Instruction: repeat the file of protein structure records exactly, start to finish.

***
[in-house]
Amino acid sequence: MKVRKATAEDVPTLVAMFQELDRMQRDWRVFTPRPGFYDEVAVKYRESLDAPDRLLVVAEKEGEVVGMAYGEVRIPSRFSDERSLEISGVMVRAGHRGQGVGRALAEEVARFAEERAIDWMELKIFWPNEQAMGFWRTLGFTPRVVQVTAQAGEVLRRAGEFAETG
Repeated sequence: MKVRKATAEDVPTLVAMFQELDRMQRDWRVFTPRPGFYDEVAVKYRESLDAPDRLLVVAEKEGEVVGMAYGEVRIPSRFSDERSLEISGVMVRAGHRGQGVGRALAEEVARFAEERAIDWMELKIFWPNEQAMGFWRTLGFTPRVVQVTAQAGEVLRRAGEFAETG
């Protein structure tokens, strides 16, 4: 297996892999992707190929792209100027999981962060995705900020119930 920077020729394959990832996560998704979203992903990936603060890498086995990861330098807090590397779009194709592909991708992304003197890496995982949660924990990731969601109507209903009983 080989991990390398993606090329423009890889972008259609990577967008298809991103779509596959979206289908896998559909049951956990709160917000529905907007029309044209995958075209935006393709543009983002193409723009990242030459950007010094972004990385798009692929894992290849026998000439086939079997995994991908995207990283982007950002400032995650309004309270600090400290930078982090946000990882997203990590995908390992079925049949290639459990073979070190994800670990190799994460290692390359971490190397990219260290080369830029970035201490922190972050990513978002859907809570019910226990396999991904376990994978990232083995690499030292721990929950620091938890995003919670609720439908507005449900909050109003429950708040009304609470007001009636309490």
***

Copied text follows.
[in-house]
Amino acid sequence: MKVRKATAEDVPTLVAMFQELDRMQRDWRVFTPRPGFYDEVAVKYRESLDAPDRLLVVAEKEGEVVGMAYGEVRIPSRFSDERSLEISGVMVRAGHRGQGVGRALAEEVARFAEERAIDWMELKIFWPNEQAMGFWRTLGFTPRVVQVTAQAGEVLRRAGEFAETG
Repeated sequence: MKVRKATAEDVPTLVAMFQELDRMQRDWRVFTPRPGFYDEVAVKYRESLDAPDRLLVVAEKEGEVVGMAYGEVRIPSRFSDERSLEISGVMVRAGHRGQGVGRALAEEVARFAEERAIDWMELKIFWPNEQAMGFWRTLGFTPRVVQVTAQAGEVLRRAGEFAETG
């Protein structure tokens, strides 16, 4: 297996892999992707190929792209100027999981962060995705900020119930 920077020729394959990832996560998704979203992903990936603060890498086995990861330098807090590397779009194709592909991708992304003197890496995982949660924990990731969601109507209903009983 080989991990390398993606090329423009890889972008259609990577967008298809991103779509596959979206289908896998559909049951956990709160917000529905907007029309044209995958075209935006393709543009983002193409723009990242030459950007010094972004990385798009692929894992290849026998000439086939079997995994991908995207990283982007950002400032995650309004309270600090400290930078982090946000990882997203990590995908390992079925049949290639459990073979070190994800670990190799994460290692390359971490190397990219260290080369830029970035201490922190972050990513978002859907809570019910226990396999991904376990994978990232083995690499030292721990929950620091938890995003919670609720439908507005449900909050109003429950708040009304609470007001009636309490």